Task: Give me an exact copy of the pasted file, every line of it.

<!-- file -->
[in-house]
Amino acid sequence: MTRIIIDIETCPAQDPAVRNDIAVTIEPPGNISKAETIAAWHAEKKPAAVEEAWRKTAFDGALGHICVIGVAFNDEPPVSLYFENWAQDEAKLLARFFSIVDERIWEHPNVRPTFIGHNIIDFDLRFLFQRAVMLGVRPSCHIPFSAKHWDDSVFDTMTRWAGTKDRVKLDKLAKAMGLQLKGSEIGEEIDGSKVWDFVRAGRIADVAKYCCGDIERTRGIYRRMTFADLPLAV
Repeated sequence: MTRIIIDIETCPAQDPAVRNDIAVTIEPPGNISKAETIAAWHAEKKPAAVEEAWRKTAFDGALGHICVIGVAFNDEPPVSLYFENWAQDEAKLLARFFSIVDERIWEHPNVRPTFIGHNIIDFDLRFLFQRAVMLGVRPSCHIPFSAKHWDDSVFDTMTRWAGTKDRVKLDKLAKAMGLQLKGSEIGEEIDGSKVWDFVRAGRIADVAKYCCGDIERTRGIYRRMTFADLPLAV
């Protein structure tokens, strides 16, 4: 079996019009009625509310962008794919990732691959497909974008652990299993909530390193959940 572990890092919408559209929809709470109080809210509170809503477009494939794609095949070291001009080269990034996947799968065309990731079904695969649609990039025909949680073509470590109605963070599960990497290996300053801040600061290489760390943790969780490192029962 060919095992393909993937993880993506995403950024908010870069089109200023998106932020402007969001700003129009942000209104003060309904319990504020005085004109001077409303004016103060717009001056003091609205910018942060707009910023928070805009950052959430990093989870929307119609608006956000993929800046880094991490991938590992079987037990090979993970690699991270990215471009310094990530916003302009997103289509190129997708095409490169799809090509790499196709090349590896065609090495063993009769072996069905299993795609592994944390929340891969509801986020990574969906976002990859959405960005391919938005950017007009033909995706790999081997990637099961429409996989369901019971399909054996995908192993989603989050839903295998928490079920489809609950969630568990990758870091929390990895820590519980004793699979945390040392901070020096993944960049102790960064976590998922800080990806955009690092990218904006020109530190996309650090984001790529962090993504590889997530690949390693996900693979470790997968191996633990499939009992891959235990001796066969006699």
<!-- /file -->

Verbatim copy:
[in-house]
Amino acid sequence: MTRIIIDIETCPAQDPAVRNDIAVTIEPPGNISKAETIAAWHAEKKPAAVEEAWRKTAFDGALGHICVIGVAFNDEPPVSLYFENWAQDEAKLLARFFSIVDERIWEHPNVRPTFIGHNIIDFDLRFLFQRAVMLGVRPSCHIPFSAKHWDDSVFDTMTRWAGTKDRVKLDKLAKAMGLQLKGSEIGEEIDGSKVWDFVRAGRIADVAKYCCGDIERTRGIYRRMTFADLPLAV
Repeated sequence: MTRIIIDIETCPAQDPAVRNDIAVTIEPPGNISKAETIAAWHAEKKPAAVEEAWRKTAFDGALGHICVIGVAFNDEPPVSLYFENWAQDEAKLLARFFSIVDERIWEHPNVRPTFIGHNIIDFDLRFLFQRAVMLGVRPSCHIPFSAKHWDDSVFDTMTRWAGTKDRVKLDKLAKAMGLQLKGSEIGEEIDGSKVWDFVRAGRIADVAKYCCGDIERTRGIYRRMTFADLPLAV
């Protein structure tokens, strides 16, 4: 079996019009009625509310962008794919990732691959497909974008652990299993909530390193959940 572990890092919408559209929809709470109080809210509170809503477009494939794609095949070291001009080269990034996947799968065309990731079904695969649609990039025909949680073509470590109605963070599960990497290996300053801040600061290489760390943790969780490192029962 060919095992393909993937993880993506995403950024908010870069089109200023998106932020402007969001700003129009942000209104003060309904319990504020005085004109001077409303004016103060717009001056003091609205910018942060707009910023928070805009950052959430990093989870929307119609608006956000993929800046880094991490991938590992079987037990090979993970690699991270990215471009310094990530916003302009997103289509190129997708095409490169799809090509790499196709090349590896065609090495063993009769072996069905299993795609592994944390929340891969509801986020990574969906976002990859959405960005391919938005950017007009033909995706790999081997990637099961429409996989369901019971399909054996995908192993989603989050839903295998928490079920489809609950969630568990990758870091929390990895820590519980004793699979945390040392901070020096993944960049102790960064976590998922800080990806955009690092990218904006020109530190996309650090984001790529962090993504590889997530690949390693996900693979470790997968191996633990499939009992891959235990001796066969006699």